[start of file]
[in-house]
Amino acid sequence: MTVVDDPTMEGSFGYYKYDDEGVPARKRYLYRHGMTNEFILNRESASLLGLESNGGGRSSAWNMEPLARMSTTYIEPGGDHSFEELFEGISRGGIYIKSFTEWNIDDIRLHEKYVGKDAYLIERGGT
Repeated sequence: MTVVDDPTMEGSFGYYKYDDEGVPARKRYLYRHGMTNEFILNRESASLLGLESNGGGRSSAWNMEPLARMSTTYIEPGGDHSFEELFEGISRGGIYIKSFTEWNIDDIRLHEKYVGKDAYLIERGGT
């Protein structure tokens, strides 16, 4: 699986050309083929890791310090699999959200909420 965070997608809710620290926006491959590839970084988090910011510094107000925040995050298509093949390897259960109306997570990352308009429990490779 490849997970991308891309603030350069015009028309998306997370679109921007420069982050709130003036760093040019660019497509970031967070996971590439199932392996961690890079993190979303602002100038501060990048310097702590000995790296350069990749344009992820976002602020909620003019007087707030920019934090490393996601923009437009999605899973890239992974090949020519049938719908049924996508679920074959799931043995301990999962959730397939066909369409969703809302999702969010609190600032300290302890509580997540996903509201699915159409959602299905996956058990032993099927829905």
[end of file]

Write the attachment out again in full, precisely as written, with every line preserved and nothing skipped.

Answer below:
[in-house]
Amino acid sequence: MTVVDDPTMEGSFGYYKYDDEGVPARKRYLYRHGMTNEFILNRESASLLGLESNGGGRSSAWNMEPLARMSTTYIEPGGDHSFEELFEGISRGGIYIKSFTEWNIDDIRLHEKYVGKDAYLIERGGT
Repeated sequence: MTVVDDPTMEGSFGYYKYDDEGVPARKRYLYRHGMTNEFILNRESASLLGLESNGGGRSSAWNMEPLARMSTTYIEPGGDHSFEELFEGISRGGIYIKSFTEWNIDDIRLHEKYVGKDAYLIERGGT
């Protein structure tokens, strides 16, 4: 699986050309083929890791310090699999959200909420 965070997608809710620290926006491959590839970084988090910011510094107000925040995050298509093949390897259960109306997570990352308009429990490779 490849997970991308891309603030350069015009028309998306997370679109921007420069982050709130003036760093040019660019497509970031967070996971590439199932392996961690890079993190979303602002100038501060990048310097702590000995790296350069990749344009992820976002602020909620003019007087707030920019934090490393996601923009437009999605899973890239992974090949020519049938719908049924996508679920074959799931043995301990999962959730397939066909369409969703809302999702969010609190600032300290302890509580997540996903509201699915159409959602299905996956058990032993099927829905």